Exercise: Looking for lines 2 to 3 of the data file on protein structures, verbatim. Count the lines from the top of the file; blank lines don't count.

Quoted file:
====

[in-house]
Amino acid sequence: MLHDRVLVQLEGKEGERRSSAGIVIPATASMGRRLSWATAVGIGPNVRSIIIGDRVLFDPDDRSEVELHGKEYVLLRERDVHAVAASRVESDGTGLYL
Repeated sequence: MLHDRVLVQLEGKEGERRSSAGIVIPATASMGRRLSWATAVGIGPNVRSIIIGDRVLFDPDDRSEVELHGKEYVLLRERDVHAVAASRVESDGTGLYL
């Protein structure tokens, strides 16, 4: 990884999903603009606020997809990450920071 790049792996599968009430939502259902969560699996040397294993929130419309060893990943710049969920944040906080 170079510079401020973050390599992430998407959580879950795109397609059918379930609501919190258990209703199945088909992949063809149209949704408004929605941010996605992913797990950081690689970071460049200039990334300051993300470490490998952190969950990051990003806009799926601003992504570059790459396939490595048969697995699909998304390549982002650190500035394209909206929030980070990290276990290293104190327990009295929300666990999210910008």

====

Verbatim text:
Amino acid sequence: MLHDRVLVQLEGKEGERRSSAGIVIPATASMGRRLSWATAVGIGPNVRSIIIGDRVLFDPDDRSEVELHGKEYVLLRERDVHAVAASRVESDGTGLYL
Repeated sequence: MLHDRVLVQLEGKEGERRSSAGIVIPATASMGRRLSWATAVGIGPNVRSIIIGDRVLFDPDDRSEVELHGKEYVLLRERDVHAVAASRVESDGTGLYL